But this is the beginning, not the end.

Thursday, October 20, 2011

Schooling in PICTURES returns!

'Cause I know you've all been dying to see. Right? Right?

Those ghosts are the pained footprints of each on my kids, filled in and decorated.

This week we covered more of the Puritans. We also went out of order and added Leif Ericson to our Book of Time. We read about him. I'm a little surprised he wasn't included in Sonlight's American history, but he was easy to include! Must not forget the vikings!!

Sweet Pea colors these, then we cut them out and write a sentence for her book to help us remember something about each person.

We're chugging along in math. We're almost 1/2 way through the book. The focus has been more on practical math then doing the workbook, though, which has slowed progress through the book but increased our enjoyment.

Here's a sample dictation from Sonlight's LA. We then go through it the next day and mark up all the parts of speech. The lengths of the dictations varies.

In science we are studying the planets. To go along with this we are building a scale model of our solar system. I'll put pictures up when we have more then itty bitty Mercury done. It's not too impressive on it's own!

The kids have been making various crafts and coloring. A lot.

Little Bird is working through a Handwriting without tears book when I am busy with her big sister.
Moose insists he has to color, too.

Sweet Pea's art is as sweet and quirky as ever.

The girls also practice piano daily. I shoot for 15-30 minutes from each of them per day.

Along with this we are doing Latin. Sweet Pea reads daily for school and pleasure. Little Bird is working through phonics. Moose is diligently babbling at us and practicing that toddler mind control that allows a nominally verbal little person to get what he wants and needs.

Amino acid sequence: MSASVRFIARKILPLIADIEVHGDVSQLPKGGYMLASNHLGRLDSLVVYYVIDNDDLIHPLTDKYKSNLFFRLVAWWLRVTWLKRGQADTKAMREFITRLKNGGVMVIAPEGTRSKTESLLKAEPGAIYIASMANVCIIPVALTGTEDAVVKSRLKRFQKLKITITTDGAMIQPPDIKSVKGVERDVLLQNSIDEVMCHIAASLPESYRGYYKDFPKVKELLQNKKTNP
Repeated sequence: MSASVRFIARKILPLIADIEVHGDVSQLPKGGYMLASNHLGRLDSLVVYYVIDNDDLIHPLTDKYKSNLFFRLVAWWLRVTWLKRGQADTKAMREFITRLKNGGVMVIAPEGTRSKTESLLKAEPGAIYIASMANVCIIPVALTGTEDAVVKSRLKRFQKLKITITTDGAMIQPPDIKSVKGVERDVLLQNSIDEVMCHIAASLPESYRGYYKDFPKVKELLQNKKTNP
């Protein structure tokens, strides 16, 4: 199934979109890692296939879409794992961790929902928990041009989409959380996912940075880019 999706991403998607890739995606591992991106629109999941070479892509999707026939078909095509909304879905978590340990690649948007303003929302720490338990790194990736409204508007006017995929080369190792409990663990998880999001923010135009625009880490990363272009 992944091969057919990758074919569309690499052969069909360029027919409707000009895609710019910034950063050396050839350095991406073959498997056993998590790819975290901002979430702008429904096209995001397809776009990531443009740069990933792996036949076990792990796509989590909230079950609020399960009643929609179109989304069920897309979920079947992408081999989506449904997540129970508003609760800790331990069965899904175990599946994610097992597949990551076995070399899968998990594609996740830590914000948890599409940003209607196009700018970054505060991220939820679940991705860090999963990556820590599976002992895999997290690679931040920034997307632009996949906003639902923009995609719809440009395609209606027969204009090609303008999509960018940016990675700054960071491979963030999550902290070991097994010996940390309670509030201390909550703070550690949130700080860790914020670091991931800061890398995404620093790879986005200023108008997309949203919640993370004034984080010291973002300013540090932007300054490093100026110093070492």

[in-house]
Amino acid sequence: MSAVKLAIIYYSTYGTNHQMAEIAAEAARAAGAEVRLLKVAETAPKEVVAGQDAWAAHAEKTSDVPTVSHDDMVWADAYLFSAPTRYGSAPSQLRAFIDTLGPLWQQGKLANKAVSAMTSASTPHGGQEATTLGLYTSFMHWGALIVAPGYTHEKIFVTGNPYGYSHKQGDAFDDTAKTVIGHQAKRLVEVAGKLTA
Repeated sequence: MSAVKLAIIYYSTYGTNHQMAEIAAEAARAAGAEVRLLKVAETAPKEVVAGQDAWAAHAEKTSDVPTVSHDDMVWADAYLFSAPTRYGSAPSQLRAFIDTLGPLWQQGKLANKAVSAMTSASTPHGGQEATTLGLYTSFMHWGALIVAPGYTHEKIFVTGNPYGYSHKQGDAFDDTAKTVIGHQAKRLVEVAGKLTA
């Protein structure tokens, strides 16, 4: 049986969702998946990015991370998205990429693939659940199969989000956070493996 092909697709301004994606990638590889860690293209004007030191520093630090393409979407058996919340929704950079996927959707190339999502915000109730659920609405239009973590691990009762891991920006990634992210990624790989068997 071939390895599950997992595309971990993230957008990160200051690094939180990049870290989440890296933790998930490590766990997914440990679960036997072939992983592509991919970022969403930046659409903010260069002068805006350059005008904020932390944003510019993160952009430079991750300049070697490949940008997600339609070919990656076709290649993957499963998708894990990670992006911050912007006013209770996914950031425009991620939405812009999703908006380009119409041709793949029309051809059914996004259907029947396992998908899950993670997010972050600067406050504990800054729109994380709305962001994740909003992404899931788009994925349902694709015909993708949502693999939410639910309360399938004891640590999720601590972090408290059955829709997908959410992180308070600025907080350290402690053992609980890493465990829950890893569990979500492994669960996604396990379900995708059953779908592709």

Things are good!

Saturday, October 15, 2011

Quiet rhythm

Of our days. I'm trying to avoid looking forward or backwards right now. Instead my focus is on enjoying my kids as they are, right this moment.

Life is too short to do otherwise.

Friday, October 7, 2011

Reading to children

As a group.

It's easy to read to one child. They can sweetly nestle on your lap, or next to you on the couch. Alternately, you can snuggle in bed together and pore over that worthy tale.

As a family grows, though, children outpace available lap real estate or become to old (ha!) to want to sit on mom's lap.

We do a lot of reading out loud for school. Currently I have my darlings sit on pillows on the floor in front of me. I was inspired to this genius by the librarians at story time. Dozens of toddlers, sitting raptly and quietly and not elbowing each other! If they can do it, so can I.

It has worked well.